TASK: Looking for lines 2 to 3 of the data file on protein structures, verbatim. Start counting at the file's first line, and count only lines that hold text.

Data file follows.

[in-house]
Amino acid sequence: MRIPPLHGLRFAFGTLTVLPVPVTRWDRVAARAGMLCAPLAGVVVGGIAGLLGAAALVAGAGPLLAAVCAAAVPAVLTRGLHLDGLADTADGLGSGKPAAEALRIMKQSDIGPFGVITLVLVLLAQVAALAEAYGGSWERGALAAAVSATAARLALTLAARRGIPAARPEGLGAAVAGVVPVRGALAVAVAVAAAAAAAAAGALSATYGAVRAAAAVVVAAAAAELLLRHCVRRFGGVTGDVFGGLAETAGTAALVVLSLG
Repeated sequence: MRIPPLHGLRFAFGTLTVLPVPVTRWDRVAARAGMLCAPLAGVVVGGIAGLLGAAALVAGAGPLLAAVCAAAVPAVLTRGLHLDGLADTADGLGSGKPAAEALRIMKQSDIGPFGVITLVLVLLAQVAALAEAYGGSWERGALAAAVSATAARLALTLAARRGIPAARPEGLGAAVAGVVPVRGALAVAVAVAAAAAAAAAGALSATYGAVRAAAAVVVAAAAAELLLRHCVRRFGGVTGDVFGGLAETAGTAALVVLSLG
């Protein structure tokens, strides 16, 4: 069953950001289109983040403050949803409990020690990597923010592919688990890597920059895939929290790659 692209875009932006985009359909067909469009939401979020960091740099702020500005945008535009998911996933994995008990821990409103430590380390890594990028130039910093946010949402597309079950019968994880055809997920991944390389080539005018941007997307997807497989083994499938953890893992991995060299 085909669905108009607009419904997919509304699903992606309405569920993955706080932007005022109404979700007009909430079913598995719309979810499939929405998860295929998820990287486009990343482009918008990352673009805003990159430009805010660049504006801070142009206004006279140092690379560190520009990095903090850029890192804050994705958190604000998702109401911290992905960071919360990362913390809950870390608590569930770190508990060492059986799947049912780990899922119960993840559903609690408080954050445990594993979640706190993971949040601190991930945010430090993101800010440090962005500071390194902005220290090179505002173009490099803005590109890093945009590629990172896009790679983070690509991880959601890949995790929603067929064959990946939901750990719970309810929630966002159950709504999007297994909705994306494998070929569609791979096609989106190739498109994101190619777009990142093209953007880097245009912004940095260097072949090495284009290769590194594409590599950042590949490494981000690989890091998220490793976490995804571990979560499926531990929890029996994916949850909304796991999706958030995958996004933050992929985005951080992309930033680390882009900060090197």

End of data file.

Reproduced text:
Amino acid sequence: MRIPPLHGLRFAFGTLTVLPVPVTRWDRVAARAGMLCAPLAGVVVGGIAGLLGAAALVAGAGPLLAAVCAAAVPAVLTRGLHLDGLADTADGLGSGKPAAEALRIMKQSDIGPFGVITLVLVLLAQVAALAEAYGGSWERGALAAAVSATAARLALTLAARRGIPAARPEGLGAAVAGVVPVRGALAVAVAVAAAAAAAAAGALSATYGAVRAAAAVVVAAAAAELLLRHCVRRFGGVTGDVFGGLAETAGTAALVVLSLG
Repeated sequence: MRIPPLHGLRFAFGTLTVLPVPVTRWDRVAARAGMLCAPLAGVVVGGIAGLLGAAALVAGAGPLLAAVCAAAVPAVLTRGLHLDGLADTADGLGSGKPAAEALRIMKQSDIGPFGVITLVLVLLAQVAALAEAYGGSWERGALAAAVSATAARLALTLAARRGIPAARPEGLGAAVAGVVPVRGALAVAVAVAAAAAAAAAGALSATYGAVRAAAAVVVAAAAAELLLRHCVRRFGGVTGDVFGGLAETAGTAALVVLSLG